MasterCard and Visa have teamed up to increase efforts in the U.S. transition ot EMV chip cards as well as other security measures.
The alliance will receive representation from numerous banks, credit unions, acquirers,
retailers and terminal manufactureres - according to the the card brands.
The purpose of a collaborative group is to instill confidence in front of congress. Avoiding a competitve atmosphere that may cause uncertainty in a time of heavy breaches and fraud claims; a cohesive approach is critical when instilling confidence with the masses.
Though the group is new, there may still be issues that have yet to be covered. Some examples:
Should issuers require consumers to use a PIN to make EMV payments, though VISA has openly expressed using signature authentication.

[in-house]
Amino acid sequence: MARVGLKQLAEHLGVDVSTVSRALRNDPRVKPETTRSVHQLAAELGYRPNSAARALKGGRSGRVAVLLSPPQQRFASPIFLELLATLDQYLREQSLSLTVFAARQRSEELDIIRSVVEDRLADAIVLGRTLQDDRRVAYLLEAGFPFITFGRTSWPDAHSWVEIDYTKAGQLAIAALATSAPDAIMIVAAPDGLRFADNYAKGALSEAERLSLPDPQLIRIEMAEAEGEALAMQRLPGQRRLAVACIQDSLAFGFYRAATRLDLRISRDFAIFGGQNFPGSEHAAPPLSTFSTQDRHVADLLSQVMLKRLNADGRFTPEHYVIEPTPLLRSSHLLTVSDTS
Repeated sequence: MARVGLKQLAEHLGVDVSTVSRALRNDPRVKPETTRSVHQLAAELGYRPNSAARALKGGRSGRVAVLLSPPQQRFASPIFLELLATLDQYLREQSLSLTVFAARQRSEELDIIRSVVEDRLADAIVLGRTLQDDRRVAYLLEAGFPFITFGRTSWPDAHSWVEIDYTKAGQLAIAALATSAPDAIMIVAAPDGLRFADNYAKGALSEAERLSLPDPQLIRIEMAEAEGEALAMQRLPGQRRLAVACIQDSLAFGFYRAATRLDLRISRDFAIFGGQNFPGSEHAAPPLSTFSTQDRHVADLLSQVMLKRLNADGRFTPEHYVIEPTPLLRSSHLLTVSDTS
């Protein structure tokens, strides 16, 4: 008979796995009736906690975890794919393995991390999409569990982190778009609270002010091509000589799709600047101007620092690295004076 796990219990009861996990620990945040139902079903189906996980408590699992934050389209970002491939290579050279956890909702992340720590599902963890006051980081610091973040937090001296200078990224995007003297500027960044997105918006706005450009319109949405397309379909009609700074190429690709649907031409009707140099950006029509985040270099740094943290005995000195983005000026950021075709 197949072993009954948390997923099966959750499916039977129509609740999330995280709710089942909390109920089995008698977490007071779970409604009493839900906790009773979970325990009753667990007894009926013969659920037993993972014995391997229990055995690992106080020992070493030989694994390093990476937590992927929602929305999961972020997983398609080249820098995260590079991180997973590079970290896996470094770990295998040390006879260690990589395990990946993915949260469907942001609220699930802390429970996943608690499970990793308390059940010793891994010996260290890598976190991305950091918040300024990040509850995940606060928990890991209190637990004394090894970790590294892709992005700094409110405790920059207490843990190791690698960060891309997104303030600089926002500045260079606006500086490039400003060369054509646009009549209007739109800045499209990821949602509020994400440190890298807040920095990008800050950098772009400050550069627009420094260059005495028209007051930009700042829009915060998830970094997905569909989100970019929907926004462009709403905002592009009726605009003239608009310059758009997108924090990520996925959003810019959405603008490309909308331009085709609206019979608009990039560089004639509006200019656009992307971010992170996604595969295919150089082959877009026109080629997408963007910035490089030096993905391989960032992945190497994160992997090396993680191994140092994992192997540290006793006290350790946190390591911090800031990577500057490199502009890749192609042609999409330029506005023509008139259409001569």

Pat Carroll, executive chairman of security vendor, ValidSoft, supports the effort in speeding up the EMV process -
"The industry must be fully cognizant of how payments and fraud are evolving... there is a grave danger that will find itself having spend billions of dollars on new cards and POS devices capable of processing chip-and-pin, only to find that both consumers and crooks have moved on".
The new group also intends on becoming a catalyst for other types of security technology, such as: tokenization and end-to-end encryption. Both of these methods can replace payment card details with data that criminals can exploit.
VISA President Ryan, McInerney states in a press release that "The recent high-profile breaches have served as a catalyst for much needed collaboration between the retail and financial services industry on the issues of payment secrutity... As we have long said, no one industry or technology can solve the issue of payment system fraud on it's own."
Group members plan on sharing ideas, break down barriers and move towards a "next-generation security solution for the benefit of all."